Homework assignment policy

I will assign a collection of homework problems for each chapter. Many of the homework problems will be programming problems, which you should check using a computer. A few will be problems that call for thinking and writing, rather than programming.

You may turn in any homework problem whenever you think you have it solved. I will return it to you as quickly as I can, but normally with only an indication of whether it is acceptable or needs more work. (Sometimes I may give a brief indication of what area it needs more work in.) If a problem needs more work, and you aren't sure what sort of work it still needs, you should treat that as an invitation to come talk with me about it. Once you've done the additional work, you may turn the problem in again. In fact, you may turn in each problem in as many times as you like, until it is marked as acceptable. Your grade for the homework portion of the course will be based on the fraction of homework problems that you eventually did acceptably.

Normally homework problems may be turned in at any time. However, if the class is not being responsible, and it looks like I may be faced with a flood of problems at the end of the semester, I may set due dates (always at least a week in the future). Also, if we would benefit from discussing a homework problem in class, I may issue a ``last call'' for solutions to that problem (again, at least a week in advance).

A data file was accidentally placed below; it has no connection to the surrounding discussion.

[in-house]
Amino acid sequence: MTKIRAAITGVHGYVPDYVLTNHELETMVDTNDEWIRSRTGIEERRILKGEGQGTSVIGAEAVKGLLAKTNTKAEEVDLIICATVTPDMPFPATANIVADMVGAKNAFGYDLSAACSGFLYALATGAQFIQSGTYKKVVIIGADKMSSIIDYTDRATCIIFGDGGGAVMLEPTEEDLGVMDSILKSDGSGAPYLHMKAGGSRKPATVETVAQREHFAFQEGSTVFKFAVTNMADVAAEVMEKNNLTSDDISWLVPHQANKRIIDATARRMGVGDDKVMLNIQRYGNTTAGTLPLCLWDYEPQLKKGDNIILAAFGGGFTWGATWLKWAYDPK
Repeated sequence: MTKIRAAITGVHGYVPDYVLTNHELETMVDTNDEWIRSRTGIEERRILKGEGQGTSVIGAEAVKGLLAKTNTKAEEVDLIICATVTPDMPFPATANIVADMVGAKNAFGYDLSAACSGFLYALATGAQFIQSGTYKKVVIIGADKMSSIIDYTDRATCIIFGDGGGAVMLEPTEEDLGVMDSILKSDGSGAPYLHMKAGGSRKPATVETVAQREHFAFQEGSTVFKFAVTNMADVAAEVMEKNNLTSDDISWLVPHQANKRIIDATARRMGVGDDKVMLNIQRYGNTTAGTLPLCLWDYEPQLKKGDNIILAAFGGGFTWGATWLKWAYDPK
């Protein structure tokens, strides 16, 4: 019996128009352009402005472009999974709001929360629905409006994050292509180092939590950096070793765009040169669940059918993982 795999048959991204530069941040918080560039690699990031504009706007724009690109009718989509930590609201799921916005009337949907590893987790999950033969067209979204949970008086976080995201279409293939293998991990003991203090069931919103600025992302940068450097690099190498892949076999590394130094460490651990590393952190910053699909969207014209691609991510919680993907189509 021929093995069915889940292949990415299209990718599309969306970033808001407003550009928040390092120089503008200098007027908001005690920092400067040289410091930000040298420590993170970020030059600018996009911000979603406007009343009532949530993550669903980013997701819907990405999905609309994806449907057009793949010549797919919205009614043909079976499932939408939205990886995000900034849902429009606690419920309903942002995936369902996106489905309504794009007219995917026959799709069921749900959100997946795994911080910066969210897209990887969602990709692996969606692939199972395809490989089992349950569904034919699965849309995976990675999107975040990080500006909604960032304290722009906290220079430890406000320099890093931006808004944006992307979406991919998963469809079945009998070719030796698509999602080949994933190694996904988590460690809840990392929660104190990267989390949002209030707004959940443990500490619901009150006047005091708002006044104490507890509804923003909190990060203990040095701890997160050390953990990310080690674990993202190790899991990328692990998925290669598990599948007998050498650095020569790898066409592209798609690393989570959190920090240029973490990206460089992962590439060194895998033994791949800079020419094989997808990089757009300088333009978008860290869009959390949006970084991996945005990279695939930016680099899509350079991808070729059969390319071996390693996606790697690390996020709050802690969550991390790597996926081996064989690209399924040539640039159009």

Unless I indicate that a particular problem must be done individually, you may work on any problem in a group of two or three students. Any solution produced by such a team should be turned in only once, with all team members names on it. Write ``we all contributed fairly to this solution'' and have all team members sign under that statement.

All lab assignments are due at the beginning of class on the day indicated. Late assignments will be penalized by one ``grade notch'' (such as A to A- or A- to B+) for each weekday late or fraction thereof. However, no late assignments will be accepted after graded assignments are handed back.

If you are too sick to complete an assignment on time, you will not be penalized. Simply write ``late due to illness'' at the top of the assignment, sign your name and hand it in. Other circumstances will be evaluated on a case-by-case basis.

Deliverables and grading

We will provide you with a letter or a numeric grade on each homework, project and test. 90% or more of the points, you will earn an A, 85% for an A-, 80% for a B+ and down by 5 percentage points each to the lowest passing grade of 45% for a D. There is no curve.

However, I reserve the right to subjectively adjust your final grade. Please see me if you have any question how you stand. Class participation is not graded; however, it allows you to find and repair the gaps in your understanding before doing the assignments, and thus can dramatically improve your grade. You are responsible for all course material, whether or not you are present when it was covered or distributed.

All assignments should be readily readable, and should not presuppose that I already know what you are trying to say. Use full English sentences where appropriate (namely almost everywhere) and clear diagrams, programs, etc. Remember that your goal is to communicate clearly, and that the appearance of these technical items plays a role in this communication process. Be sure your assignments are always stapled together and that your name is always on them.